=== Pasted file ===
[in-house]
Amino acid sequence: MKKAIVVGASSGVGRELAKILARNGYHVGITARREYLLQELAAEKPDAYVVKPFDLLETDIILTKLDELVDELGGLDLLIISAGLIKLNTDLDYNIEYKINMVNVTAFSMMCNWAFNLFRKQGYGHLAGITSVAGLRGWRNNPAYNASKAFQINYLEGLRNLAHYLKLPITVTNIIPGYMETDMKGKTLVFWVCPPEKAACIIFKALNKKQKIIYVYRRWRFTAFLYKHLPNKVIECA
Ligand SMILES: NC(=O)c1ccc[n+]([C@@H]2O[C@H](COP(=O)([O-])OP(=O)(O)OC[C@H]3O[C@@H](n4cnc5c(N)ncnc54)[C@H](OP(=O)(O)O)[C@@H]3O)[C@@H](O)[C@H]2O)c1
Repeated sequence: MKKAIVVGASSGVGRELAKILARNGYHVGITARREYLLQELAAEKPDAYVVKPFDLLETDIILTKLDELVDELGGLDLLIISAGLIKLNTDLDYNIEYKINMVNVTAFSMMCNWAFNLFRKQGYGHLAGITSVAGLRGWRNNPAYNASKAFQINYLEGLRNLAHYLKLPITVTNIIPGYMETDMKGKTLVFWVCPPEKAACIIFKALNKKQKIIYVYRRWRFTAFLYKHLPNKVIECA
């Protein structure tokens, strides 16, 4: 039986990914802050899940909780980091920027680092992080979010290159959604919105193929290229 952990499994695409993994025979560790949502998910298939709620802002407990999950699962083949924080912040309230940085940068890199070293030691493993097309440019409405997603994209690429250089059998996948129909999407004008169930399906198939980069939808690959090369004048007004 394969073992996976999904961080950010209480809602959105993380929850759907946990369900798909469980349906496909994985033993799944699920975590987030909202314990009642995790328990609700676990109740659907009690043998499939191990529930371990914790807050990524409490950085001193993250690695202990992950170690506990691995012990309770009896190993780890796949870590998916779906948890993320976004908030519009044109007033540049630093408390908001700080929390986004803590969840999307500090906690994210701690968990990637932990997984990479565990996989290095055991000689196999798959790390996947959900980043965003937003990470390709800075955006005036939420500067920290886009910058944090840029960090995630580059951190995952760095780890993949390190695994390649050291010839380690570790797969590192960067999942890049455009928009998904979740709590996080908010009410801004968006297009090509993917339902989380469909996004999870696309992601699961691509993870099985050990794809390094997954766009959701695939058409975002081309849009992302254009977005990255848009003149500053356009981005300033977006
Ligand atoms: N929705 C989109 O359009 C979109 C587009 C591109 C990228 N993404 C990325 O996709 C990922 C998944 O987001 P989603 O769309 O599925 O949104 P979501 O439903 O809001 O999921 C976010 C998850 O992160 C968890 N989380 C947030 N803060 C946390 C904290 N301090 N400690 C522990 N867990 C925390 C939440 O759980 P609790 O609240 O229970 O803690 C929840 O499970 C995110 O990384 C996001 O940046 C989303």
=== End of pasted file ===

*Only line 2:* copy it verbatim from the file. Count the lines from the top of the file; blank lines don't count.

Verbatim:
Amino acid sequence: MKKAIVVGASSGVGRELAKILARNGYHVGITARREYLLQELAAEKPDAYVVKPFDLLETDIILTKLDELVDELGGLDLLIISAGLIKLNTDLDYNIEYKINMVNVTAFSMMCNWAFNLFRKQGYGHLAGITSVAGLRGWRNNPAYNASKAFQINYLEGLRNLAHYLKLPITVTNIIPGYMETDMKGKTLVFWVCPPEKAACIIFKALNKKQKIIYVYRRWRFTAFLYKHLPNKVIECA